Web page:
Lastly, he concludes that the common ground necessary to bridge the distance between Them and Us is not something concrete, but instead is a “state of mind” (239). It is understanding that there are many different truths, and just because one is different from another, it does not make it wrong. Instead if each side looked at truth as having “to do with ceremony, not evidence”, this would open up understanding, because there are many different truths, and many different realities (147). Pink Floyd released the song Us and Them as a single on February 4, 1974 in protest of the Vietnam War, and the song is searching for meaning in the futility of conflict. It addresses how people treat each other, both collectively and individually. In many ways this song ties into Chamberlin’s suggestion in the final chapter of this book, where he leads the reader to a reimagining of Them and Us.
Chamberlin, Edward J. If This is Your Land, Where are Your Stories? Finding Common Ground. Toronto: Knopf, 2003. Print
Copeland, Scott. Image 16 of 19. N.D. Print of High Quality Giclee Process. Northwestcoastindianart.net. Web. 20 May 2016.
Pink Floyd. “Us and Them.” Online video clip. YouTube. YouTube, 20 Sep 2008. Web. 20 May 2016.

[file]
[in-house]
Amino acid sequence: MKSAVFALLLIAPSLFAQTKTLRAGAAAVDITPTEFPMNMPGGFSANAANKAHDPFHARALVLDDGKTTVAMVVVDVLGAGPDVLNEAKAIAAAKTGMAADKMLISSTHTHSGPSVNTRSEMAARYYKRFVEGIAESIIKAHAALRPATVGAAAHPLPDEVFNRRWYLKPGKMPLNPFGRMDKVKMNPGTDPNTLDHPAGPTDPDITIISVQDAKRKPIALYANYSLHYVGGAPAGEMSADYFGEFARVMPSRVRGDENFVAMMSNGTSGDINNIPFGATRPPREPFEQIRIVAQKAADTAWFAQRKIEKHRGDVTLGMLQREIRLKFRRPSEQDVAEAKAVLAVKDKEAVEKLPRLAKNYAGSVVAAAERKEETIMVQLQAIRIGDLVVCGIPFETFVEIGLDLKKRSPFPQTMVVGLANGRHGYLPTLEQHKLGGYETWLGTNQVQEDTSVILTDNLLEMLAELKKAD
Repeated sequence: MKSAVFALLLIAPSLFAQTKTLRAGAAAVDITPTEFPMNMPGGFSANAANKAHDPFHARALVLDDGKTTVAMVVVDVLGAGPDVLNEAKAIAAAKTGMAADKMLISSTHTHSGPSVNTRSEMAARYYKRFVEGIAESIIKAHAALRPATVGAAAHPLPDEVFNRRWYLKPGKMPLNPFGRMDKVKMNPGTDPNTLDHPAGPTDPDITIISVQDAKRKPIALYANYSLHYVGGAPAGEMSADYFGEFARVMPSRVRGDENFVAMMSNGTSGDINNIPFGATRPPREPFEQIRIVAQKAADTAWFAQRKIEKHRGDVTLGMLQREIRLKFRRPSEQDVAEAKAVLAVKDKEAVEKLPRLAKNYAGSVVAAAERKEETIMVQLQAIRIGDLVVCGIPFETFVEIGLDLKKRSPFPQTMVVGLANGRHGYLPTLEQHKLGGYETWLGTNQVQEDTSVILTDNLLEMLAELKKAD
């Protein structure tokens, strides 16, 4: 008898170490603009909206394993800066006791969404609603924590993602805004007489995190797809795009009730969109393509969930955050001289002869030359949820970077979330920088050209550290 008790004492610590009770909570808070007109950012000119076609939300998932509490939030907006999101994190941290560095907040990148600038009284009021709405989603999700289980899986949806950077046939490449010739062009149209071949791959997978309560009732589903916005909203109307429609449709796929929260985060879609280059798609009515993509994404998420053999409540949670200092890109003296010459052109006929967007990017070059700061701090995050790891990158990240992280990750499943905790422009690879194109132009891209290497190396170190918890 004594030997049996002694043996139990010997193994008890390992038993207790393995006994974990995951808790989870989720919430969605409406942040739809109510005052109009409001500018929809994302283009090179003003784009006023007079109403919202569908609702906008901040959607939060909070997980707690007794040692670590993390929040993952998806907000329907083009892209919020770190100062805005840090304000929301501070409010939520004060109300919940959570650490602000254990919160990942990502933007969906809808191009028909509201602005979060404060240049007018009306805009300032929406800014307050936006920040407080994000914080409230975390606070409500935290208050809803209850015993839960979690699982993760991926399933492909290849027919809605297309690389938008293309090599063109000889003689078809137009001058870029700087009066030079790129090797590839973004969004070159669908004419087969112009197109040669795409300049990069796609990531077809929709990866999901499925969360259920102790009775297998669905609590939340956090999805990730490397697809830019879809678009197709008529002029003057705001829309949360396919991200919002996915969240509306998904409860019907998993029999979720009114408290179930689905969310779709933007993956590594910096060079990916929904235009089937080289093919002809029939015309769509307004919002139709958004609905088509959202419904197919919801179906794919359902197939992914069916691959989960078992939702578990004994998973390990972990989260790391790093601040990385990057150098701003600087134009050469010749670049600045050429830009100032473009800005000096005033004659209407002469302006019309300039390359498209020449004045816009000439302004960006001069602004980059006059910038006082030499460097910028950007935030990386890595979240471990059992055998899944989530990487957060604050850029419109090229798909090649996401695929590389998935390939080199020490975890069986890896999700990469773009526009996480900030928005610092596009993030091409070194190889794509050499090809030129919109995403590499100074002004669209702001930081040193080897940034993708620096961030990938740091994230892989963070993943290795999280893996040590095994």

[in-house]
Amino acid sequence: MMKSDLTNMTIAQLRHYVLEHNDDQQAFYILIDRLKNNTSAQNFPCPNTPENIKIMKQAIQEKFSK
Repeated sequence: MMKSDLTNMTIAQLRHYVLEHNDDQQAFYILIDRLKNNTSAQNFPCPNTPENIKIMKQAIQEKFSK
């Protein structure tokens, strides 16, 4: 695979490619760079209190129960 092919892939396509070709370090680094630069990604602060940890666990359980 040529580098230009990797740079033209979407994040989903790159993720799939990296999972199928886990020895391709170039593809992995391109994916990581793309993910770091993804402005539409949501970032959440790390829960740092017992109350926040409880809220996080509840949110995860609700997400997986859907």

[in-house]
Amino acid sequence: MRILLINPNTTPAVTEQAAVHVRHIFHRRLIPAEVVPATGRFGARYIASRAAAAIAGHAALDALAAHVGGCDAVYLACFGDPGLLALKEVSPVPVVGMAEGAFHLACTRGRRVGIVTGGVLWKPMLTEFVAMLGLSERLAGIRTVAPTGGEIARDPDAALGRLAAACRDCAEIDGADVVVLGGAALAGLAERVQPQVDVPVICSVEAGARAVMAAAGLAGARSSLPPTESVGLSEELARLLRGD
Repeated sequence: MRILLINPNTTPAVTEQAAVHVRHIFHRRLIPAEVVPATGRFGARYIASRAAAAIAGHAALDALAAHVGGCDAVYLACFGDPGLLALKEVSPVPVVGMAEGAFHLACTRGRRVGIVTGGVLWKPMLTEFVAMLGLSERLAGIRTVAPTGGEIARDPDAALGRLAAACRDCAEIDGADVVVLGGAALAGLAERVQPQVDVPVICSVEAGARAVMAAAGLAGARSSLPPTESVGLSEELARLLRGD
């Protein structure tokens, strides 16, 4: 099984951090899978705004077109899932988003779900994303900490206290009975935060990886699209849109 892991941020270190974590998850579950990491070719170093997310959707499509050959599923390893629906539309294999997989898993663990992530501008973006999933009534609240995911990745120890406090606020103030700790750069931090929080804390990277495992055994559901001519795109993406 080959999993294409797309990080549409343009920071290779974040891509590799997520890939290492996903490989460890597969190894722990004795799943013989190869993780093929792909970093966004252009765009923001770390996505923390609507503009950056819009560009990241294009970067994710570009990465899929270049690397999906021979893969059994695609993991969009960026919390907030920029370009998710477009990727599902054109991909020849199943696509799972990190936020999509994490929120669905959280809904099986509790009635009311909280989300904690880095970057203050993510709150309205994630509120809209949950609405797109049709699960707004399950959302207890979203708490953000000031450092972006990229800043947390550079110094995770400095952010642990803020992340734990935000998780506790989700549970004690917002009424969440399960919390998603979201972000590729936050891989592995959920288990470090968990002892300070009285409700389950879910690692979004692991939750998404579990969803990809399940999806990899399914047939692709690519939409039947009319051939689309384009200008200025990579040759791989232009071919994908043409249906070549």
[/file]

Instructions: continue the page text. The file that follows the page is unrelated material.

Rutledge, Pamela B. “The Psychological Power of Storytelling”. Psychology Today. 16 Jun 2011. Web. 20 May 2016.
Thanks for sharing your thoughts. I echo with the last chapter being a “full circle”. Chamberlin does force the reader to accept contradictions, or at least the existence of the same. He mentions earlier in the text whether we theorize the earth to be flat or round, no one will fall off from it as a result. Quite a challenge to the western way of thinking.
I think these stories and our conversations are important because it brings First Nations issues to realities. They are not from the past or some distant land; they exist in how we perceive the world.
With an afternoon greeting, typed on land traditionally home to the Coast Salish peoples.
Thank you John for your input.
It is interesting to consider the earth as both round and flat at the same time. Intellectually we know the earth is round, yet when we look across the horizon it appears flat. This concept of round versus flat is a contradiction, at least in how our eyes perceive the world.
Thank you for your post! This is a great analysis and exploration of Chamberlin’s book. I agree that some people truly struggle to adapt to change; however, I think that as a country we need to work toward introducing more “common ground” practices in our school and education systems. Because school curriculums are generally established by provincial ministries of education, they can be an excellent place to begin to foster respect, knowledge about the value of many stories, and discussion about Canada’s (not always so peaceful) history. By integrating and solidifying the education of students in our school systems, we can also encourage dialogue at home. For example, a student may learn something that they find interesting or different about a First Nations culture(s), and share that information at home. In turn, this can be an opportunity for parents to think critically as well.